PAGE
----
Cyrus took a deep breath. "We arrived two days ago. He met with someone yesterday. I don't know who." As he finished, he began to sob.
"Cyrus," Matt began, "your uncle was a great man. I'm very sorry."
A handkerchief over Cyrus's mouth muffled his "Yes."
"You need to get out of Muscat immediately. You don't want to be taken into custody. The Omanis will hold you for months."
Cyrus shook his head and said, "The mullahs," in a broken voice.
Matt pulled him close so their noses almost met. "Where are you staying?"
"What airline did you use?"
"British Airways. We were scheduled to leave late tomorrow night."
Matt did some quick calculations. "Go to your hotel, check out. Then proceed directly to Seeb International Airport. You still have time to catch the midnight flight to London."
"Who will take care of the general?"
Matt held both of Cyrus's shoulders for emphasis. "The general's in God's hands now."
This brought more tears and a nod.
Matt continued, "My object is to keep you out of jail. Go. Now!"
Cyrus wiped his eyes on his wrist and blew his nose.
"I'll call the general's brother Ahmad and have him meet you at Heathrow. Speak to no one until you're in London. You understand?"
He responded through fresh tears, "Yes."
Matt squeezed his hand. "I'm so sorry for your loss, Cyrus. I really am." Then he waved down a cab and Cyrus was gone. Watching the red taillights, Matt took out his cell and dialed. A woman answered in accented English.
"Hello, this is Mr. O'Rourke," Matt said, "I'm sorry to be bothering you at this hour, but I understand you're selling a car. Is there any possibility I could see the car tomorrow?"
The woman answered without hesitation: "My husband is out right now. Can you call again in an hour."
"Thank you very much." He snapped the cell shut and turned to Cody. "We need to hurry. The moment Cyrus's plane takes off, he'll probably be on the phone telling the world."
Cody nodded. "I kinda figured that, too."
"I'll tell headquarters you're not as dumb as you look."
They walked in sync another three hundred meters and flagged down a cab. Their destination this time was an upscale shopping center in an area called Medinat Qaboos. Matt instructed the driver to pull up behind a white four-door Nissan Pathfinder parked at the curb. Seated casually behind the wheel was an attractive Middle Eastern woman in her thirties--raven haired, sharp dark eyes, full confident lips outlined in pink.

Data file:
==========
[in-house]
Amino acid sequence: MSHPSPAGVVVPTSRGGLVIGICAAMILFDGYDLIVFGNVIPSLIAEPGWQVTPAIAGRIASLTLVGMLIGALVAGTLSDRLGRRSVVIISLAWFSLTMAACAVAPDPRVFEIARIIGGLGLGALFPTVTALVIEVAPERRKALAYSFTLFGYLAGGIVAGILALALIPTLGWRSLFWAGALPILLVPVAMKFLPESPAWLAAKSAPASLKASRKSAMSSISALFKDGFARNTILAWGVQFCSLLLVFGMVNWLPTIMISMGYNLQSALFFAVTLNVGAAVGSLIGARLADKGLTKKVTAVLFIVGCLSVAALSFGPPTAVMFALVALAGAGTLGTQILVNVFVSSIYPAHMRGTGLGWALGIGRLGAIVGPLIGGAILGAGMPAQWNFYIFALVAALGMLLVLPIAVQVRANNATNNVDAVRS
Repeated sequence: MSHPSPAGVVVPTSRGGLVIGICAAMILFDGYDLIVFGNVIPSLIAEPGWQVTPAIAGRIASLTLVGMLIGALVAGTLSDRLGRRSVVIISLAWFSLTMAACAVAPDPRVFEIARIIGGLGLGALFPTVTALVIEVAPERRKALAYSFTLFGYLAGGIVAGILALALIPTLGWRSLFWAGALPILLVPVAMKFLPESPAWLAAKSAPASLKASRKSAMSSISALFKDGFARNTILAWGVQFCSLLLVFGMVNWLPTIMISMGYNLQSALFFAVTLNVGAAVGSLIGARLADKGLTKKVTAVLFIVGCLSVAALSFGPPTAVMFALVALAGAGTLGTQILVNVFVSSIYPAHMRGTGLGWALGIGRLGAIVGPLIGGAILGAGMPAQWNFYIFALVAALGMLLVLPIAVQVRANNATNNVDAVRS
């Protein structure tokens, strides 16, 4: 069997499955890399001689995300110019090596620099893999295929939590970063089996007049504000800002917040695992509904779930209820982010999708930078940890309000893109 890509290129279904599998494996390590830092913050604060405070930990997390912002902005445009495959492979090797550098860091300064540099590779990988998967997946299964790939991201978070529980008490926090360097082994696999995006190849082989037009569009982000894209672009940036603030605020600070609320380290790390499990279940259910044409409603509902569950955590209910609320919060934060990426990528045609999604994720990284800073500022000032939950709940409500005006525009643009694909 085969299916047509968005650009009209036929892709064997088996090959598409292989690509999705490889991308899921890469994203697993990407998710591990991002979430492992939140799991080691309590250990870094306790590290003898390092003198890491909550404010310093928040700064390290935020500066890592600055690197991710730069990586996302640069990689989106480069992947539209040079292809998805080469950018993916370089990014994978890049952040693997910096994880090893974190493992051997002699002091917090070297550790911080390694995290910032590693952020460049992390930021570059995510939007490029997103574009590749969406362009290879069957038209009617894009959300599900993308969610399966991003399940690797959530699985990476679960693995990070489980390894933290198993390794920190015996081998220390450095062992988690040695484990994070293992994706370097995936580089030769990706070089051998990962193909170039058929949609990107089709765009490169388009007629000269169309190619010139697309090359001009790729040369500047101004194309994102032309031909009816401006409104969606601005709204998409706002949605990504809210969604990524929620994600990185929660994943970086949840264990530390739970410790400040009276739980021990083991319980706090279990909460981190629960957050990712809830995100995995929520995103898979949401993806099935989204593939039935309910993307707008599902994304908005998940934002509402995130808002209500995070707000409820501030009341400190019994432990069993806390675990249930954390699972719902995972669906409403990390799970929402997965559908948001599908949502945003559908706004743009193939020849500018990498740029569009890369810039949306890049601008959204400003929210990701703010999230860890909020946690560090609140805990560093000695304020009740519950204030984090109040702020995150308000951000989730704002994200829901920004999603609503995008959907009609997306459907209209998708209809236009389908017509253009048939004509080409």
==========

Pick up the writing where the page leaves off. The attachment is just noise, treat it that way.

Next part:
"Nice to see you this evening, gentlemen," said Leila--the woman Matt had called about the car. She was a Lebanese Christian who had immigrated to America as a teenager. Like Matt, she was currently employed by the National Counterterrorism Service (NCTS).
"We have a problem," Matt said urgently. "Axelrod One was murdered in his hotel room."
Her narrow black eyes widened. "You mean you went to the hotel?"
"Yes, we went to the hotel."
"You saw the body?"
"With six bullet holes in it. Axelrod Five's on his way to the airport now. I need you to inform Axelrod Two to meet Axelrod Five at Heathrow and make arrangements to recover the body."
She held out her long-fingered hand. "Give me your weapons and holsters."
Without hesitation they handed over their Glocks and extra magazines, which she zipped into a canvas diplomatic pouch and placed on the seat.
"The Omanis are gonna be pissed," she remarked out of the side of her mouth.
"They'll be watching the airports," Matt reasoned. "We need a vehicle so we can make a beeline for the United Arab Emirates."
"What about papers?" She was quick.
Cody held a resident permit from Dubai, which would get him across the border. Matt had none, so he'd have to hide in the trunk.
"My boss is gonna love this," she said firing the engine.
Matt passed the general's cell through the open driver's window. "Have your tech people download the numbers. Send them to Odysseus base and headquarters."
Within an hour the two men were on the road in a new white Toyota Corolla with a full tank of gas. Cody, at the wheel, kept an eye out for stray camels while Matt listened to Iranian radio stations broadcasting from the other side of the Persian Gulf.
"See if you can find the White Stripes," Cody drawled.
"Shut up and watch the road."
They changed positions twice during the night. As the sun began to spread its fingers over the desert, Cody pulled to the side of the road.
"It's time, boss."
Matt transferred their luggage to the backseat and climbed into the trunk. As Cody covered him with a blanket, he said: "Don't let the bedbugs bite."From the Hardcover edition.
Excerpted from The Walk-In by Gary Berntsen and Ralph Pezzullo. Copyright © 2008 by Gary Berntsen. Excerpted by permission of Broadway Books, a division of Random House, Inc. All rights reserved. No part of this excerpt may be reproduced or reprinted without permission in writing from the publisher.